Cattle producers receive tips at Field Day
Steer feedout data shows half of cattle will not make money
Cattle producers received a briefing on the University of Missouri's steer feedout program and the value of using genetic studies during the annual Field Day program, held on Sept. 13 at the Southwest Research Center near Mt. Vernon.
Eldon Cole, Extension livestock specialist, reviewed findings on the feedout program since its inception in 1981, covering 362 herds, 7,298 head of cattle from five states. The goal, he noted, has been to improve the image of southwest Missouri feeder cattle. He noted herds over time had acquired many traits from dairy cattle and were not that highly regarded when the effort started.
The program accepts head of cattle, recommending middle examples rather than the best, and follows them through slaughter, evaluating the carcasses. Providers retain ownership and receive the profits accordingly. The industry goal, Cole noted, has been to achieve 70 percent of head graded choice, 70 percent usable meat in the carcass, and no discounts because of being too fat, too light, too old or other issues. The evaluation assesses genetics and management.
"Only half of the time will you make money if you have average cattle," Cole said.
The profit breakers, he noted, have been buying too high, a fall in the market, or death in the feedlot, as 1.5 percent of cattle sent to feedlots become ill and never make it to a sale.
Among lessons from the steer feedout are:
Profitable cows come in all colors. Black is the most popular at present, though Red Angus are popular as well. Some colors reflect an infiltration of dairy herd traits, not desired in beef cattle.
Since 2001, the average profit has been a $16.46 loss.
Getting an accurate genetic overview of one's herd will usually take sending two or three head through the program.
Cattle with bad eyes, a genetic trait, largely pink eye, are 34 pounds lighter at weaning and gain 34 pounds less while in the finishing phase.
Buyers will pay more for cattle that have data describing them, back to the parents, using data to market herd mates as feeders or breeding stock. Cole stressed sellers must present the background information to the sale barn early, providing time for that information to be advertised and announced, rather than turned in at the last minute. He advised meeting the desired sales grid for the feedlot and packers involved will bring better prices.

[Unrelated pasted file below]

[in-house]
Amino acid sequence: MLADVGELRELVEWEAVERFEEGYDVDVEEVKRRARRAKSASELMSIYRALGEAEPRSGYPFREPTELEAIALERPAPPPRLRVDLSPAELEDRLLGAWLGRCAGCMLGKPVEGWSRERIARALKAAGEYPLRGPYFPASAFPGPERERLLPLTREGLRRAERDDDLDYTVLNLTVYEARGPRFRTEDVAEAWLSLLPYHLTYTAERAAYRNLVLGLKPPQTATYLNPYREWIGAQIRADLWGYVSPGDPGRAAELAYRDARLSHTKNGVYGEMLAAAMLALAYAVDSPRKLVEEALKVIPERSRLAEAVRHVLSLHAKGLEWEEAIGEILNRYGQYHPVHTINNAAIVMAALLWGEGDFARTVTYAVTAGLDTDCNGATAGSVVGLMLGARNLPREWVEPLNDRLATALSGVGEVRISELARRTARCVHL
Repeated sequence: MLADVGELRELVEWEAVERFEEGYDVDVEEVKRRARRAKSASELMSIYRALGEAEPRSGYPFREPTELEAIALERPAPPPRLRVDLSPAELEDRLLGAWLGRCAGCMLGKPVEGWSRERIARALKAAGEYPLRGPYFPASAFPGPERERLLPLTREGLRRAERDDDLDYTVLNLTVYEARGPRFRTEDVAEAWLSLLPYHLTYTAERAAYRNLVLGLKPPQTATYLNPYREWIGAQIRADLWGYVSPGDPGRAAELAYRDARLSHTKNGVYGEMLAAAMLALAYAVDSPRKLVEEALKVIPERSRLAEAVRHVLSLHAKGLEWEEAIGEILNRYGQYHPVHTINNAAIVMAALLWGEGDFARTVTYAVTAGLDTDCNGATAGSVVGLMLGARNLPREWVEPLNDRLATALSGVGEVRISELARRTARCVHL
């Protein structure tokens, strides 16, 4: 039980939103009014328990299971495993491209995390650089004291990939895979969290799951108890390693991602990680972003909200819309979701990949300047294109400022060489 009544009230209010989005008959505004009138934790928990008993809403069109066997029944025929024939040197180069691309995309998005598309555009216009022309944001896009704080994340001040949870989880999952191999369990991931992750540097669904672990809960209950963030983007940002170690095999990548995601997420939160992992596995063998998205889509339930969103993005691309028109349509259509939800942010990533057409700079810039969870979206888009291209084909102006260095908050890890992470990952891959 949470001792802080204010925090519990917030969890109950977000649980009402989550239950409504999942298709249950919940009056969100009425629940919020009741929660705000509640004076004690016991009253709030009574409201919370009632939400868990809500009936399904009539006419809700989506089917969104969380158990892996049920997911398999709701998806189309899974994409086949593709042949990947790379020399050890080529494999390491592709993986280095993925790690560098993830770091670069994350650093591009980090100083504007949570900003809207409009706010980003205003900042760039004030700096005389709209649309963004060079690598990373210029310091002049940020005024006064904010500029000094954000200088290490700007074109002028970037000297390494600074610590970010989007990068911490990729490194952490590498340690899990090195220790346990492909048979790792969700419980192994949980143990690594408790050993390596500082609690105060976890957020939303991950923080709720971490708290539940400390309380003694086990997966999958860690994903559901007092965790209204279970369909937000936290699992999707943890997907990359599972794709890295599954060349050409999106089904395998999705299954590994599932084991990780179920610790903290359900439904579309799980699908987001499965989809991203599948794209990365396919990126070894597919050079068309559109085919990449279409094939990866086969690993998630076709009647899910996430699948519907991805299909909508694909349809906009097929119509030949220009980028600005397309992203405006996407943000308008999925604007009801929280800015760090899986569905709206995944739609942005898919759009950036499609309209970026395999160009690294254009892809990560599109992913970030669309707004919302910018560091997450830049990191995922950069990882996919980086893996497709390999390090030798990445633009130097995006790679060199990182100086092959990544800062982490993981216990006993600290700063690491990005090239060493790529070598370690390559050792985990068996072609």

"Genomic testing (DNA) is going to be the name of the game in the future," Cole said.
Accompanying Cole was Mt. Vernon rancher Steve Jones, who had the no. 1 rated steer in this year's feedout program. Jones said he started participating because he wanted to know the makeup of his herd. He kept a data book and turned to artificial insemination as a way to improve his herd's overall quality. Jones said he does blood tests to check the quality of the DNA in his herd, and culls the bottom 25 percent to ensure the quality of the rest.
Two graduate research assistants with the University of Missouri described using DNA markers to assess cattle. Troy Rowan talked about genotyping bulls, forecasting future results. He noted a mother's score on a genetic test will reflect its calf's observable characteristics or phenotype. Mothers with higher scores will reflect the weaning weight of the offspring.
Holly Durbin discussed using genetic tests on hair shedding to help determine which cattle adapt better to heat. Those who do not lose their winter coating in the spring may not be genetically predisposed for hot weather climate, showing a 14-pound difference with cattle that shed more effectively.
Cattle with genetic hair shedding issues may need to be shaved, Durbin said, or sent to different temperature zones.